Could it be that consumer choice/freedom for  content is good for Internet companies' business models, but consumer choice/freedom to protect their own privacy is not good for Internet companies' business models?

 

 

 




 

 

 

 

A Google Android Botnet Problem? "Security is Google's Achilles Heel" Part X of Series

Hackers have discovered a new serious security vulnerability in certain Android smartphones that is not easily or quickly patched because of Android's open and fragmented platform -- per Joseph Menn's report in the FT.

 

  • Specifically an HTC Android browser vulnerability enables a hacker to take broad control of an Android device.

 

The potential security implications of this are even more serious than they first appear.

 

Why Google's Privacy Controls are a Joke -- Lessons for FTC/FCC

Google's latest privacy controls are a bad joke, certainly not sufficient to warrant the FTC completely absolving serial privacy violator Google from all responsibility in the Google WiSpy Affair, especially given that other law enforcement bodies have found misrepresentation of facts and violation of users' privacy.

 

  • Hopefully, the FCC's investigation of Google WiSpy will not look the other way like the FTC apparently did, when a Fortune 200 company with the industry's longest privacy violation rap sheet, was caught red-handed violating millions of Americans' privacy and found to have misrepresented facts and misled investigators, got off without any FTC sanction, oversight or accountability whatsoever.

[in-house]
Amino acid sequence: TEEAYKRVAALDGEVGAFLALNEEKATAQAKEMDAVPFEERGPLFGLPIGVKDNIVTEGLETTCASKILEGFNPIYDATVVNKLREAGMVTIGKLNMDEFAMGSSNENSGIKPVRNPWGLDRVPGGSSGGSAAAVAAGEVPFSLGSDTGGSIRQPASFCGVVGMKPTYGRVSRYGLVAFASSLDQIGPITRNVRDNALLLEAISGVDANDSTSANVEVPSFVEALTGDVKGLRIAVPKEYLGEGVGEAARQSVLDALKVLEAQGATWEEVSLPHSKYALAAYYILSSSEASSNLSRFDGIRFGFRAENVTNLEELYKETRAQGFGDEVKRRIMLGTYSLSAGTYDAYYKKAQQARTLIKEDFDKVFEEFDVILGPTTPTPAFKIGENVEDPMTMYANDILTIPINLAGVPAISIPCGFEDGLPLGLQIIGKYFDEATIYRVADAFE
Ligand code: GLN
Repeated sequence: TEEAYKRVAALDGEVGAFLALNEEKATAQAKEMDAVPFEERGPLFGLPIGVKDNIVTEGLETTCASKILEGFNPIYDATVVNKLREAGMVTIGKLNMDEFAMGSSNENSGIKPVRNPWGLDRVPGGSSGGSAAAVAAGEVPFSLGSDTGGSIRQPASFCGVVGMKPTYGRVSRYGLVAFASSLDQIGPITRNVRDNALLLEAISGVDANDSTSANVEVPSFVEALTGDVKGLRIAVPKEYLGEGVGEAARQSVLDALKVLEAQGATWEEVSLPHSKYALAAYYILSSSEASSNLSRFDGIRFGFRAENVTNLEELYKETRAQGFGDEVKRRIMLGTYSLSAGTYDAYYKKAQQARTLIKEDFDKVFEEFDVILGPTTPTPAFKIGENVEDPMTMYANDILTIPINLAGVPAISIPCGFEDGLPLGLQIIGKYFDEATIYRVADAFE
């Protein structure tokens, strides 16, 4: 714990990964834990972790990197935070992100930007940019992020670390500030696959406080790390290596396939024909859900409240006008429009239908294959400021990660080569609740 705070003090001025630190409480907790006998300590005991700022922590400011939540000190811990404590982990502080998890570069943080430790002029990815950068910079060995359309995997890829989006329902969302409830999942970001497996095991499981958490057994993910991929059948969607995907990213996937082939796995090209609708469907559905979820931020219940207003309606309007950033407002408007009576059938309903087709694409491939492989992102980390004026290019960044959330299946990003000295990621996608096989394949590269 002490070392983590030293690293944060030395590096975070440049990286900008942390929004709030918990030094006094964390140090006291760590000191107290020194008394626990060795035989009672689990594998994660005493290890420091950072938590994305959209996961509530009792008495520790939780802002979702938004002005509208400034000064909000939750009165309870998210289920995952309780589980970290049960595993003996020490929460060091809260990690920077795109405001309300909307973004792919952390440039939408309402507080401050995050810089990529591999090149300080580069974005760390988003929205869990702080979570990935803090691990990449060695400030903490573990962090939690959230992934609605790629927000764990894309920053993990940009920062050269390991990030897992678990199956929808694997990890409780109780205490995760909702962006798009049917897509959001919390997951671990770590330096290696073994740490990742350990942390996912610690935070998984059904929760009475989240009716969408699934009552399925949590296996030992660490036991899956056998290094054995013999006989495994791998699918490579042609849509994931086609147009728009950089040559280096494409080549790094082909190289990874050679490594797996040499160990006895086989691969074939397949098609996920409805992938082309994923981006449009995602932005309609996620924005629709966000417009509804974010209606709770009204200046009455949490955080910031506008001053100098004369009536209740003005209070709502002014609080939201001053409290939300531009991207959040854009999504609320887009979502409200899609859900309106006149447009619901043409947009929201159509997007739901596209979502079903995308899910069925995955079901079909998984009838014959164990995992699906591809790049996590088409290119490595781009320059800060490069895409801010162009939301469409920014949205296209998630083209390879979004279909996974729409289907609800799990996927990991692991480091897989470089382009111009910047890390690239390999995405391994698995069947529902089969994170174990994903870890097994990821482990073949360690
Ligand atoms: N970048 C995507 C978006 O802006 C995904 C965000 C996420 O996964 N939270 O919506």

Why are Google's latest privacy controls insufficient?

First, Google's leadership is clearly not publicly supportive of more privacy controls, but openly skeptical and defiant that Google does not need to alter its approach to innovation to better protect privacy and security.

Google Wi-Spy Was an Intentional Plan to Beat Skyhook Wireless

Google's 'Wi-Spy' vacuuming of all of everyone's WiFi signals was no "mistake" -- as Google has repeatedly asserted -- but part of a purposeful and comprehensive Google business expansion plan to enter, catch up and compete with SkyHook Wireless, Google's only significant competitor in mobile location services. (In September, Skyhook sued Google for deceptive and unfair trade practices and patent infringement.)

 

Google's mandatory location profiling/tracking

Google won't allow you to opt-out of their location tracking for search, we learn from CNET's Chris Matyszczyk's outstanding post "How Google stops you hiding your location."

  • Kudos to Mr. Matyszczyk for spotlighting this latest "creepy line" Google default mandate.

What does this mean?

First, it means that Google has not learned much from its serial privacy problems, like Google setting a default that everyone's house should be included in StreetView photographing and Spi-Fi signal recording, and everyone that signed up for Google Buzz by default should share their Gmail addresses with the public.

Second, it means that Google profiles and tracks your location by default and that you can't opt out from Google knowing where you are, you can only select what local setting Google will use to customize your search results.

 

Why is the FTC AWOL on Google Privacy?

Congress needs to conduct oversight hearings to learn why the FTC is apparently giving Google special treatment, and more specifically why the FTC inexplicably dropped its Google StreetView spi-fi privacy probe without any charges, before it even learned all the facts, and without any accountability mechanism in place to protect consumers or prevent repeat violations.

Google's wanton wardriving in 33 countries for over three years secretly recording people's WiFi transmissions, including full emails and passwords, arguably is the single broadest privacy breach in the Internet era. And the FTC did nothing. And the FTC sees no need for any further action. Amazing.

What's wrong with this picture? A lot. A better question might be what's right with the FTC-Google privacy enforcement picture?

 

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Q&A One Pager Debunking Net Neutrality Myths